The Supreme Court’s remarks in the case about migrant workers during the lockdown points is further proof of this trend.
“Baked without love, kneaded without knowledge!
Justice without flavour, with a grey crust
The stale justice which comes too late.”
These lines by Bertolt Brecht came to me when reading about the Supreme Court rejecting a plea by Harsh Mander and Anjali Bharadwaj. They had asked the court to direct the government to give monetary support to labourers who have been left without resources after the national lockdown was announced. The Supreme Court was not inclined to agree with them. It asked the Central government to submit a status report, and was satisfied with its efforts.
The plea was to give wages to the migrant labour who had lost their jobs. According to the India Legal Live,
“Chief Justice asked Prashant Bhushan that if the migrant workers were being provided meals then why did they need money for meals to which Mr. Bhushan replied “they don’t just need food in the shelter homes. we need to give them money to send to their families back home.”
Chief Justice Bobde negating Advocate Bhushan’s submissions said, “We cannot say at this stage that they are not getting the food.””
It was a very strange response to what Prashant Bhushan told the court. The chief justice could not understand the need for money when the workers were being provided with food. You don’t live only on food, the good justices must know.
The justices need not read experts writing about migrant labourers, and how they have families back in their villages waiting for money transfers. In earlier times, the postman was the most sought-after man in the villages, as he delivered the money orders. Loved ones who slogged in the factories, slept in kholis, bathed on public chapakals or under water taps saved money and wired it to their families.
Why do they need money, these labouring people, if our good and wise government feeds them?
In this period of pandemic, the lordships appear to believe, the labourers or their kin will not fall sick, they will not need medicines, they will not need milk for their children or they don’t deserve it, pregnant women will not need anything other than khichdi cooked with lot of mercy.
The latter part of the judgement is even more worrisome. The court told the petitioners that it did not want to apply its wisdom at this stage and would rather depend on the wisdom of the state:
“We are not experts and don’t intend to interfere without knowing what it is all about. We do not plan to supplant the wisdom of the government with our wisdom. We will ask the government to create a helpline for complaints.”
The court, in its own wisdom, thinks that in this moment of crisis, the government is the best judge. We have seen that in the recent past, the court has preferred to go by the word of the government. So, it decided that it was fake news that drove lakhs of workers out of cities like Delhi, Mumbai and Ahmedabad, and not their insecurity arising out of the loss of livelihood, again relying on the government’s claims.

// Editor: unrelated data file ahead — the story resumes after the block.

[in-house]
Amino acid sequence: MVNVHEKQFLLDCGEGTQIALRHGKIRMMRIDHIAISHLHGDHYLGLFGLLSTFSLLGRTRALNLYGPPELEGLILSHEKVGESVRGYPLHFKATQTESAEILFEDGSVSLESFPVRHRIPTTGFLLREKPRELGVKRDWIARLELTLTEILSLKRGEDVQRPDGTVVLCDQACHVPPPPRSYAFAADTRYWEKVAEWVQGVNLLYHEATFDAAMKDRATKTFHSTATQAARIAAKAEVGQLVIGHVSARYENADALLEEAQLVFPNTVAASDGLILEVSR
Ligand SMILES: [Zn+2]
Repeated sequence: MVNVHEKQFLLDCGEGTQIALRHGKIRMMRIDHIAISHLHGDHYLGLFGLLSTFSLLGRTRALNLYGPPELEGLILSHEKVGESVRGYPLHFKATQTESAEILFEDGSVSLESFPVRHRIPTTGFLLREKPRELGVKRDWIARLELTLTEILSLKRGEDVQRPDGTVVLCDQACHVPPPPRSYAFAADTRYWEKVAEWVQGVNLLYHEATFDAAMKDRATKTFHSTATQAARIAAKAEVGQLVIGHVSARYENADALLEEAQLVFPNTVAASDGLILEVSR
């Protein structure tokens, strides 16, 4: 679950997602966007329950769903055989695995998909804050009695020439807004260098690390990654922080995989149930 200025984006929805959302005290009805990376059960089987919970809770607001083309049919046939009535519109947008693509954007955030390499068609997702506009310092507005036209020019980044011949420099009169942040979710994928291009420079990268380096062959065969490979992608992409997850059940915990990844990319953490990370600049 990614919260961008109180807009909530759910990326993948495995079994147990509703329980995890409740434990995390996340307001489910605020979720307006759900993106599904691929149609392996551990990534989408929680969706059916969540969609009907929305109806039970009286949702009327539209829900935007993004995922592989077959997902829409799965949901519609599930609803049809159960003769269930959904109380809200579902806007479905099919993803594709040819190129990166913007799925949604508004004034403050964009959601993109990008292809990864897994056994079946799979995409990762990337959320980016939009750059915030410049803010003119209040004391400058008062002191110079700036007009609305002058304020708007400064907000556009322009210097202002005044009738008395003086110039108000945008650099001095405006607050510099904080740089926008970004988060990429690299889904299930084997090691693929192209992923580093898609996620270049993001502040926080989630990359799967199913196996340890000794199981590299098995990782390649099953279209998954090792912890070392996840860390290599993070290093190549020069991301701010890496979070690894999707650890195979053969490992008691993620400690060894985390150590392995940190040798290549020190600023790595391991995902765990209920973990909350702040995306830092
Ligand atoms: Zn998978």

It was gratifying to see the court modestly accepting that it is no expert. Brecht also says that justice cannot be done without knowledge. But is the government the most knowledgeable entity? What about the economists and sociologists who have spent their lives studying the lives of the poor?
The justices, when they have time from reading the official press handouts, can read about the challenge of getting food that these migrant labourers are facing. The Hindi newspapers and TV channels find all this negative and want to save the people of India from this depressing picture, to keep their morale up. It seems the court is also doing the same.
The invocation of expertise and knowledge in the discussion on justice is interesting. We have seen justice being improvised in the same court. We saw it in the case of the Babri Masjid title suit and the state action in Jammu and Kashmir. The court was not inclined to listen to the experts. It seems to suggest the government is the sole repository of knowledge and wisdom.
Justice, to be justice, has to act on behalf of the weak. The people, when faced with the state, are weak. Justice has to tilt the balance in their favour. Secondly, it needs to feel for them. If it is devoid of love for those suffering inequality, then it is no justice.
Justice should not become an event. It is a daily, hourly thing.
Brecht himself has written at another place,
“When evil-doing comes like falling rain, nobody calls out “stop!” When crimes begin to pile up they become invisible. When sufferings become unendurable the cries are no longer heard. The cries, too, fall like rain in summer.”
Good samaritans like Harsh Mander and Anjali Bhardwaj ran to the court, calling out ‘stop’. The court knows what is happening but chooses not to act. This is no justice.
Courts were meant to be there for the people. They have chosen to stand for the government. Justice is about putting the power on the course of truth. If it fails to do that, it doesn’t remain justice. Again, to go back to the poet:
“As daily bread is necessary
So is daily justice. It is even necessary several times a day.
From morning till night, at work, enjoying oneself.
At work which is an enjoyment.
In hard times and in happy times
The people requires the plentiful, wholesome
Daily bread of justice.
Since the bread of justice, then, is so important
Who, friends, shall bake it?
Who bakes the other bread?
Like the other bread
The bread of justice must be baked
By the people.”
Courtesy The Wire